Ageing is a hot topic, with 1960’s baby boomers predicted to outnumber children aged under five years by 2050. But whilst the population is ageing, healthy life expectancy in the UK is only 64 years for women and 63 years for men.
On the plus side, there are many ways you can contribute to healthy ageing, from dietary to lifestyle habits, and you can start at any point in life – the earlier the better.
With the highest level of obesity in Western Europe, more than 60% of UK adults are classed as overweight or obese - three times as many as in 1980. Over-consumption of sugary foods, refined carbs and high-fat meals, combined with large portion sizes and a sedentary lifestyle are all contributory factors.
Unsurprisingly, there has been a huge increase in the prevalence of Type 2 diabetes which is estimated to rise to five million by 2025. Healthy eating and regular physical exercise can not only prevent the development of the condition, but research now suggests Type 2 diabetes, traditionally classed as a life-long condition, may be reversed through calorie reduction, regular exercise and glucose management. Balancing blood glucose lies at the heart of both preventing diabetes and supporting optimum energy levels. The key message is to limit sugar, sugary foods and refined carbohydrates, and eat a diet based on wholegrains, good quality protein such as fish, poultry, eggs and beans with plenty of fruit and vegetables to provide those all-important antioxidants. Oily fish, nuts, seeds and their oils will provide essential omega 3 and 6 fats.
Investing in bone health at an early stage is vital. A poor diet and lack of exercise during childhood and the teenage years may sow the seeds for brittle bones later in life. Unfortunately, many youngsters strive for an unhealthy body image at the very time they should be building bone mass. Peak bone density is achieved around the age of 30 years, after which time there is a gradual decline, with some women losing up to 20% of their bone mass in the five to seven years after the menopause.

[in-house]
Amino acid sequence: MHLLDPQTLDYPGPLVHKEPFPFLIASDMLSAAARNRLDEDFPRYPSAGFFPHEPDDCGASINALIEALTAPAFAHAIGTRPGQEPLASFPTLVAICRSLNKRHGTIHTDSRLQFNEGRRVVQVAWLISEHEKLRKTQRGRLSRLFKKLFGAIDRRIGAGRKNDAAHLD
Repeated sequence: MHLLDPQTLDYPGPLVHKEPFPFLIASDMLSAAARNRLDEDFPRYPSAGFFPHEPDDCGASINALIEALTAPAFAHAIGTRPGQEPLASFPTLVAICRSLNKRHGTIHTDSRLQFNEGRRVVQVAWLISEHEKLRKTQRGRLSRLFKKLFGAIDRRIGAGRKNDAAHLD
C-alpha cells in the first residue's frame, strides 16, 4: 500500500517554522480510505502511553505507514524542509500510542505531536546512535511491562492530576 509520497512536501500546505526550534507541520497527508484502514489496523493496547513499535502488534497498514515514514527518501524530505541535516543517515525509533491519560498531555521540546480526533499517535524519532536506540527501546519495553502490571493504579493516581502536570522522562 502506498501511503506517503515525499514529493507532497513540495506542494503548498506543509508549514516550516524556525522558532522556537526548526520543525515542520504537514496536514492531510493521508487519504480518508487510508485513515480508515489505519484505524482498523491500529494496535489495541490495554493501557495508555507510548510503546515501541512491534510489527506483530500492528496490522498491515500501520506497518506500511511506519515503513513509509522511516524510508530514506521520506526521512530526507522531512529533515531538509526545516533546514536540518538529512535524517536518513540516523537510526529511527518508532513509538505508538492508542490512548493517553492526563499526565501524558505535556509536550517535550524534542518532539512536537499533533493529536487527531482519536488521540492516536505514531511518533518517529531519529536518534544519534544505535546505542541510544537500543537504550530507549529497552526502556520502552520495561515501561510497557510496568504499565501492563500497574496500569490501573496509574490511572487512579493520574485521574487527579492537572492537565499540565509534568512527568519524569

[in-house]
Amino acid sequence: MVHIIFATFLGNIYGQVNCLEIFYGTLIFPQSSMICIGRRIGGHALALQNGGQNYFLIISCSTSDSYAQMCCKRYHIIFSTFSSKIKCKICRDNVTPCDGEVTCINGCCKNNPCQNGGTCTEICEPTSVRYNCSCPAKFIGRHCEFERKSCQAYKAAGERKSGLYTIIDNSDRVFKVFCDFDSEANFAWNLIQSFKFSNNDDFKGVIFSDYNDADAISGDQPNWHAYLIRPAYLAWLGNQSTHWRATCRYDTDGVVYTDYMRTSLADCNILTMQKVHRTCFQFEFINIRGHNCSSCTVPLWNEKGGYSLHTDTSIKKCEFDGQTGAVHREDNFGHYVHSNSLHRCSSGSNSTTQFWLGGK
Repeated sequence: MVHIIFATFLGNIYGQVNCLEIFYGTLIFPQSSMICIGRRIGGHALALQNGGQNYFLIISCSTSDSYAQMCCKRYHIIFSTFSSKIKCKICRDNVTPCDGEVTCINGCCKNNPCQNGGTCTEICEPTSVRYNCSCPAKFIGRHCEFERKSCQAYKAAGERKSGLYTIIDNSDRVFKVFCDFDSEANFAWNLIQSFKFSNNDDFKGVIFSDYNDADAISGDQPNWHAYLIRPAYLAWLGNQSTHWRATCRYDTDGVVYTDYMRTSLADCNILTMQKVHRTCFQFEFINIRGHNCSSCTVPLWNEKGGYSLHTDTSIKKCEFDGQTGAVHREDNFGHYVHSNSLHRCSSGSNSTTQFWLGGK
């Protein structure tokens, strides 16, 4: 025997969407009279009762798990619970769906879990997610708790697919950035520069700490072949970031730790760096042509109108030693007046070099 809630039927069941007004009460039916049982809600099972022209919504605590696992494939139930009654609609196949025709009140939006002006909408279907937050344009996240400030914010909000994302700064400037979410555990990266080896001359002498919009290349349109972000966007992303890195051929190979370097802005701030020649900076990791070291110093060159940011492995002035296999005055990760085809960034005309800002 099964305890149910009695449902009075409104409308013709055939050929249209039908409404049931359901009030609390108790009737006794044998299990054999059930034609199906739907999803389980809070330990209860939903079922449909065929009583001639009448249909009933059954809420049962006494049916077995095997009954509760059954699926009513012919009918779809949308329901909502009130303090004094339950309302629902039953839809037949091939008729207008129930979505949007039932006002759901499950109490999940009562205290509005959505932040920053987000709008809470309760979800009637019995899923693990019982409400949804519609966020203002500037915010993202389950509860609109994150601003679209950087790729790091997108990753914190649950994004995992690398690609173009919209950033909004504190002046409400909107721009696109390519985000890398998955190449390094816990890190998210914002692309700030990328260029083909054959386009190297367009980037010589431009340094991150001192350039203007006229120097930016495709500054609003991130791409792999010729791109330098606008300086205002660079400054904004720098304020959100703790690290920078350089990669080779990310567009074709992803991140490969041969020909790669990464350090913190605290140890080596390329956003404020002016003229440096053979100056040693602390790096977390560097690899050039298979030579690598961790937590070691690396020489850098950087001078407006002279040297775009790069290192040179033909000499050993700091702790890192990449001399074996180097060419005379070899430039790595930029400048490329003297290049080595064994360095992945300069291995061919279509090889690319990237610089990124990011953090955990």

Calcium-rich foods include dairy products, the mashed bones of tinned, oily fish, green leafy vegetables such as curly kale and spring greens, dried figs, almonds and tahini. Other important minerals for bone building include magnesium, boron, silicon, manganese and zinc. Vitamin D not only facilitates calcium absorption but has been found to have an array of positive health benefits including enhanced immunity and works well with vitamin K2, which directs calcium to the bones. A recent study even suggested that heart failure among the elderly was strongly associated with Vitamin D deficiency.
Maintaining a healthy weight and taking regular exercise is not only important for bone and joint health, but for all-round healthy aging. Standing desks are becoming increasingly popular in offices as standing rather than sitting down activates the muscles in the legs, back and feet, promoting more weight bearing as well as helping balance. More than 90% of hip fractures result from falls which are largely due to poor balance in older people.
Supporting the joints with nutrients such as glucosamine, MSM (a sulphur compound) and collagen naturally found in cartilage, ligaments, tendons and bones, may help to keep joints flexible and comfortable as we age.
Chronic stress takes its toll on immunity, the nervous system, digestion, heart function, skin and sleep and is considered a major factor in premature ageing and even in conditions such as Alzheimer’s. Keep stress at bay with calming nutrients including theanine from green tea, B vitamins and magnesium as well as herbs such as rhodiola, which is used for the symptoms of stress such as anxiety, fatigue and exhaustion.
Finally, socialising, feeling part of your community, learning a new skill and getting regular restorative sleep are strongly associated with health and wellbeing throughout life and are all within our control.
So whatever your age, there are many positive steps you can take to help live a long and healthy life!
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